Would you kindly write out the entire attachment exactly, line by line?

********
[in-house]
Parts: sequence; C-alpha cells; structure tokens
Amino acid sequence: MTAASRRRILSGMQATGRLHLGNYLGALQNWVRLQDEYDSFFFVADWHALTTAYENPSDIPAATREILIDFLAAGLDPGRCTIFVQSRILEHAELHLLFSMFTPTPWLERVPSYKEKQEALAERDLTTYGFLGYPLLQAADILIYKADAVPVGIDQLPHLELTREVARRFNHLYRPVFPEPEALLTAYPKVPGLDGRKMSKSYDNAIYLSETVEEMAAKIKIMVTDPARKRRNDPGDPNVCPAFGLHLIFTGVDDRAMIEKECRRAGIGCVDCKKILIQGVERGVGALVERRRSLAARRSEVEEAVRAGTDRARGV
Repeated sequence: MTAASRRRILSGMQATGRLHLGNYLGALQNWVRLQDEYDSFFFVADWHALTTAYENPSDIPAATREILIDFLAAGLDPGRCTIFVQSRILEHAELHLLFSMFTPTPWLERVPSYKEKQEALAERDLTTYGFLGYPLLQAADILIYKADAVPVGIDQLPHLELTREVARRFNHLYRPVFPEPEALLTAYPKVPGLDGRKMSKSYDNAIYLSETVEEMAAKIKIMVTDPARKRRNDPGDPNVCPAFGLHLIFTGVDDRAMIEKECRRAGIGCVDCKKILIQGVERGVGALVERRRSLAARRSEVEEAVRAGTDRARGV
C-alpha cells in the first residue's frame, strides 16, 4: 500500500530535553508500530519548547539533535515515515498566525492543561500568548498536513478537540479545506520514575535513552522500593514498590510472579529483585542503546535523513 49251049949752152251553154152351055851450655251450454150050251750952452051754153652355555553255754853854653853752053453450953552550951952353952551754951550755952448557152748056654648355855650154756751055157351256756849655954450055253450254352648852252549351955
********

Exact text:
[in-house]
Parts: sequence; C-alpha cells; structure tokens
Amino acid sequence: MTAASRRRILSGMQATGRLHLGNYLGALQNWVRLQDEYDSFFFVADWHALTTAYENPSDIPAATREILIDFLAAGLDPGRCTIFVQSRILEHAELHLLFSMFTPTPWLERVPSYKEKQEALAERDLTTYGFLGYPLLQAADILIYKADAVPVGIDQLPHLELTREVARRFNHLYRPVFPEPEALLTAYPKVPGLDGRKMSKSYDNAIYLSETVEEMAAKIKIMVTDPARKRRNDPGDPNVCPAFGLHLIFTGVDDRAMIEKECRRAGIGCVDCKKILIQGVERGVGALVERRRSLAARRSEVEEAVRAGTDRARGV
Repeated sequence: MTAASRRRILSGMQATGRLHLGNYLGALQNWVRLQDEYDSFFFVADWHALTTAYENPSDIPAATREILIDFLAAGLDPGRCTIFVQSRILEHAELHLLFSMFTPTPWLERVPSYKEKQEALAERDLTTYGFLGYPLLQAADILIYKADAVPVGIDQLPHLELTREVARRFNHLYRPVFPEPEALLTAYPKVPGLDGRKMSKSYDNAIYLSETVEEMAAKIKIMVTDPARKRRNDPGDPNVCPAFGLHLIFTGVDDRAMIEKECRRAGIGCVDCKKILIQGVERGVGALVERRRSLAARRSEVEEAVRAGTDRARGV
C-alpha cells in the first residue's frame, strides 16, 4: 500500500530535553508500530519548547539533535515515515498566525492543561500568548498536513478537540479545506520514575535513552522500593514498590510472579529483585542503546535523513 49251049949752152251553154152351055851450655251450454150050251750952452051754153652355555553255754853854653853752053453450953552550951952353952551754951550755952448557152748056654648355855650154756751055157351256756849655954450055253450254352648852252549351955